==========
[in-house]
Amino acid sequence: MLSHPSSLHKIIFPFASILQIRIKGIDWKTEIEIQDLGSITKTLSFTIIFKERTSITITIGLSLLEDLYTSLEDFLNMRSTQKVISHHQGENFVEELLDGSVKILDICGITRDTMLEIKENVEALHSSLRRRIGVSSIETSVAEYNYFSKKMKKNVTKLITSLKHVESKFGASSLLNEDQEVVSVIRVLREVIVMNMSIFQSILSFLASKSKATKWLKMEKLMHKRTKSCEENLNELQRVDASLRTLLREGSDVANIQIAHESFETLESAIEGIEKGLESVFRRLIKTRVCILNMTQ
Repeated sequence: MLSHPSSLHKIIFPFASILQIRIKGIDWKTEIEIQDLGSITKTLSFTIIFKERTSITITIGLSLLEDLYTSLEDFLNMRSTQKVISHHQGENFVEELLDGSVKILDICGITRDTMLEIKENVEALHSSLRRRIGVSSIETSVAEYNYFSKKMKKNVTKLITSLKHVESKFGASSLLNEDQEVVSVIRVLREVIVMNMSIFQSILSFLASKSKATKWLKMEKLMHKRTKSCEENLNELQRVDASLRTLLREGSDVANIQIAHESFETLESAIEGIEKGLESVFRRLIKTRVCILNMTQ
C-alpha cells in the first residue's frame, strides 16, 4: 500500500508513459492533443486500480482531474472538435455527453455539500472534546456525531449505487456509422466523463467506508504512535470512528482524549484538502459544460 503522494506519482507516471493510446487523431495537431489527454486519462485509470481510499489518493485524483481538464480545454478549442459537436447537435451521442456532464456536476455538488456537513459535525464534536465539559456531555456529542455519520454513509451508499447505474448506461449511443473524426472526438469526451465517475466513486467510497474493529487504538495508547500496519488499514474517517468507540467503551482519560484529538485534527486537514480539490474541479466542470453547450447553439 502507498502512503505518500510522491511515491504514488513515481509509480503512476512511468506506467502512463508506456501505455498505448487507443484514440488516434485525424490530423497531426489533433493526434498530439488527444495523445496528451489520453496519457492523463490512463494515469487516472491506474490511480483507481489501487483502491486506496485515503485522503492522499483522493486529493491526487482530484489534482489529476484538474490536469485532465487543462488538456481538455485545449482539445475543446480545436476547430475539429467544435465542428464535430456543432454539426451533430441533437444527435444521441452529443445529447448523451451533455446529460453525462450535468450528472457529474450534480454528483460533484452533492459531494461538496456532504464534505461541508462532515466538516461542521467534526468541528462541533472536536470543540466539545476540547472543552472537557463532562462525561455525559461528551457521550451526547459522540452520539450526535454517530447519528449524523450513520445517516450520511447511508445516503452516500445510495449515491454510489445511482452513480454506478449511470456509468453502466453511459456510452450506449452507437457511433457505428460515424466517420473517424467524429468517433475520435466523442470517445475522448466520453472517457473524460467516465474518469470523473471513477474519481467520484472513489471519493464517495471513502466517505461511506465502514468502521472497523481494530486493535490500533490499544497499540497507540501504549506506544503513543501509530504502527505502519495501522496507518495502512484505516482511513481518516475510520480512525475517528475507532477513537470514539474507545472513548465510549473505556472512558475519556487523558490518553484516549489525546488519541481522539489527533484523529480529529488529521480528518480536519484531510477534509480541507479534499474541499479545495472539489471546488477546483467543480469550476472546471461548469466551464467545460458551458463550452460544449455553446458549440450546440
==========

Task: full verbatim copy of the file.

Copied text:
[in-house]
Amino acid sequence: MLSHPSSLHKIIFPFASILQIRIKGIDWKTEIEIQDLGSITKTLSFTIIFKERTSITITIGLSLLEDLYTSLEDFLNMRSTQKVISHHQGENFVEELLDGSVKILDICGITRDTMLEIKENVEALHSSLRRRIGVSSIETSVAEYNYFSKKMKKNVTKLITSLKHVESKFGASSLLNEDQEVVSVIRVLREVIVMNMSIFQSILSFLASKSKATKWLKMEKLMHKRTKSCEENLNELQRVDASLRTLLREGSDVANIQIAHESFETLESAIEGIEKGLESVFRRLIKTRVCILNMTQ
Repeated sequence: MLSHPSSLHKIIFPFASILQIRIKGIDWKTEIEIQDLGSITKTLSFTIIFKERTSITITIGLSLLEDLYTSLEDFLNMRSTQKVISHHQGENFVEELLDGSVKILDICGITRDTMLEIKENVEALHSSLRRRIGVSSIETSVAEYNYFSKKMKKNVTKLITSLKHVESKFGASSLLNEDQEVVSVIRVLREVIVMNMSIFQSILSFLASKSKATKWLKMEKLMHKRTKSCEENLNELQRVDASLRTLLREGSDVANIQIAHESFETLESAIEGIEKGLESVFRRLIKTRVCILNMTQ
C-alpha cells in the first residue's frame, strides 16, 4: 500500500508513459492533443486500480482531474472538435455527453455539500472534546456525531449505487456509422466523463467506508504512535470512528482524549484538502459544460 503522494506519482507516471493510446487523431495537431489527454486519462485509470481510499489518493485524483481538464480545454478549442459537436447537435451521442456532464456536476455538488456537513459535525464534536465539559456531555456529542455519520454513509451508499447505474448506461449511443473524426472526438469526451465517475466513486467510497474493529487504538495508547500496519488499514474517517468507540467503551482519560484529538485534527486537514480539490474541479466542470453547450447553439 502507498502512503505518500510522491511515491504514488513515481509509480503512476512511468506506467502512463508506456501505455498505448487507443484514440488516434485525424490530423497531426489533433493526434498530439488527444495523445496528451489520453496519457492523463490512463494515469487516472491506474490511480483507481489501487483502491486506496485515503485522503492522499483522493486529493491526487482530484489534482489529476484538474490536469485532465487543462488538456481538455485545449482539445475543446480545436476547430475539429467544435465542428464535430456543432454539426451533430441533437444527435444521441452529443445529447448523451451533455446529460453525462450535468450528472457529474450534480454528483460533484452533492459531494461538496456532504464534505461541508462532515466538516461542521467534526468541528462541533472536536470543540466539545476540547472543552472537557463532562462525561455525559461528551457521550451526547459522540452520539450526535454517530447519528449524523450513520445517516450520511447511508445516503452516500445510495449515491454510489445511482452513480454506478449511470456509468453502466453511459456510452450506449452507437457511433457505428460515424466517420473517424467524429468517433475520435466523442470517445475522448466520453472517457473524460467516465474518469470523473471513477474519481467520484472513489471519493464517495471513502466517505461511506465502514468502521472497523481494530486493535490500533490499544497499540497507540501504549506506544503513543501509530504502527505502519495501522496507518495502512484505516482511513481518516475510520480512525475517528475507532477513537470514539474507545472513548465510549473505556472512558475519556487523558490518553484516549489525546488519541481522539489527533484523529480529529488529521480528518480536519484531510477534509480541507479534499474541499479545495472539489471546488477546483467543480469550476472546471461548469466551464467545460458551458463550452460544449455553446458549440450546440